The direct beneficiaries of these million-dollar-plus policies wouldn’t be the employees or their families, but the pension plan.
We called this a “ghoulish corporate strategy” in our first report on the scheme. Kushner hadn’t responded to our questions about it, but then told employees that our post was “a reminder of the kind of newspaper and journalism of which we want no part.” He said, “Life insurance is not ghoulish, nor are the people who sell it, nor are those who buy it. Life insurance, by its very nature, was created to benefit the people we love and care about most.”
Well, yes and no. As I reported at the time, the insurance Kushner was proposing is not illegal. It’s known formally as COLI, for “company owned life insurance,” and less politely as “dead peasant” insurance. That’s a reference to Nikolai Gogol’s classic comic novel “Dead Souls,” which is about a con man who crisscrosses czarist Russia buying up dead serfs as collateral for a business deal.
Millions of employees of major firms may be covered today by dead peasant policies. The law requires companies proposing to take them out on rank-and-file employees to get the workers’ advance written consent, which the Register aimed to do via its email.
According to the PBGC, however, the Kushner, Spitz and Covelli scheme broke other rules. It’s unclear how many policies the pension fund bought, or the timing, but the PBGC says the pension fund spent $9.4 million to buy the life insurance, paying Covelli and his associates inflated fees and commissions.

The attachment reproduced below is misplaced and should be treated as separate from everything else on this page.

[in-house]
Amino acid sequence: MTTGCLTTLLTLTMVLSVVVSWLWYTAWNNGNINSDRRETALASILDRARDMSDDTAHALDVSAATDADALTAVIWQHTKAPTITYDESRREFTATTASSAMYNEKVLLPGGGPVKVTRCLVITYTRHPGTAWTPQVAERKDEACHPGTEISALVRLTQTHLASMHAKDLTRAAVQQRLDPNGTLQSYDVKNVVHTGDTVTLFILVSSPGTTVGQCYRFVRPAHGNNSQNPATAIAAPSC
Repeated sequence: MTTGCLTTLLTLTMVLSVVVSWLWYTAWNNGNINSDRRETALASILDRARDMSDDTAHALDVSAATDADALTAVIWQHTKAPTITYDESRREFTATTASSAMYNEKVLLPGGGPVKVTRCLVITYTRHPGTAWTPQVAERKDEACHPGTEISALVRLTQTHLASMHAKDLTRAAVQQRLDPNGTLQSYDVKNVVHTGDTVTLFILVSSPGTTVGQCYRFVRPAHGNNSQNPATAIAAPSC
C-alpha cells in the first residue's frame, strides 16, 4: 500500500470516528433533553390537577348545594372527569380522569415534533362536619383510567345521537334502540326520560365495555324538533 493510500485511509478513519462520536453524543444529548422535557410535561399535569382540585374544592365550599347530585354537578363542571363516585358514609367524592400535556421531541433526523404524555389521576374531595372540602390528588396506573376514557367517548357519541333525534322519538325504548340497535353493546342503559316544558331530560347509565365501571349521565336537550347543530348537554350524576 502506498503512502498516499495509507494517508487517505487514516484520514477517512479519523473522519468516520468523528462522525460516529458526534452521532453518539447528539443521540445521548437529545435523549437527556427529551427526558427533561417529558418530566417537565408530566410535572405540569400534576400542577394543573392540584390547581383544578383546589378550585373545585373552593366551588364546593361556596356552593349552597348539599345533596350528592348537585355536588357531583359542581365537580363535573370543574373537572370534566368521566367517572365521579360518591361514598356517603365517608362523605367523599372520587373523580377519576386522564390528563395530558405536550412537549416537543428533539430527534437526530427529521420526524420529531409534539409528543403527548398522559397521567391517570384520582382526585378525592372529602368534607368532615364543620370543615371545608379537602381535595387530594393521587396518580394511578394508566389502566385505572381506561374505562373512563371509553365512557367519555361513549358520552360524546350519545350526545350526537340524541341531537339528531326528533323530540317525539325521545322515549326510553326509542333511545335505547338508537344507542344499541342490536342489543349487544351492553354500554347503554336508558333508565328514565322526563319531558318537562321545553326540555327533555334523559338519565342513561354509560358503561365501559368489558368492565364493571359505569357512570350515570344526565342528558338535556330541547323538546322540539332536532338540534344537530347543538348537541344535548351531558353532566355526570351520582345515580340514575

The biggest problem was that they valued the policies at the net present value of the future death benefits. That’s improper, the PBGC says; accounting rules say the policies had to be valued at their cash surrender value, a much lower figure. Kushner and Spitz knew about this flaw, the PBGC alleges, because the pension fund’s fiduciary advisor, Aon Hewitt, and the fund’s accounting firm told them so.
Contrary to Kushner’s claim to the workers that the insurance scheme was designed to benefit them and their families by strengthening the pension fund, the federal agency says the deal was designed to benefit Kushner and Spitz, by reducing the amount they had to pay into the pension fund to cover its shortfall. But according to the lawsuit, the real valuation was so low in relation to the cost of the insurance that the deal would increase the amount they owed to the fund.
Once Kushner and Spitz realized that their valuation was faulty, the PBGC says, they abandoned the life insurance plan. In any case, the agency says, the insurance “was not a suitable asset for the pension plan to acquire.”
The PBGC isn’t happier with the other investments it attributes to Kushner and Spitz. These include $7.25 million they had the fund invest in shares of 2100 Freedom, the corporate entity they had created to hold Freedom Communications, when they knew Freedom was “in financial distress,” the PBGC says. Those shares are now worthless.
Then there’s a $6-million investment in a Luxembourg hedge fund known as Topaz, an investment the PBGC says was in the red from Day 1. Topaz eventually was subjected to liquidation proceedings in Italy. The investment is now worthless, the PBGC says.
Finally, there was a $32-million investment in a loan scheme to a welter of life insurance trusts. This also was a brainchild of Covelli, the PBGC says, adding that the investment cost more than the fair market value of the loans.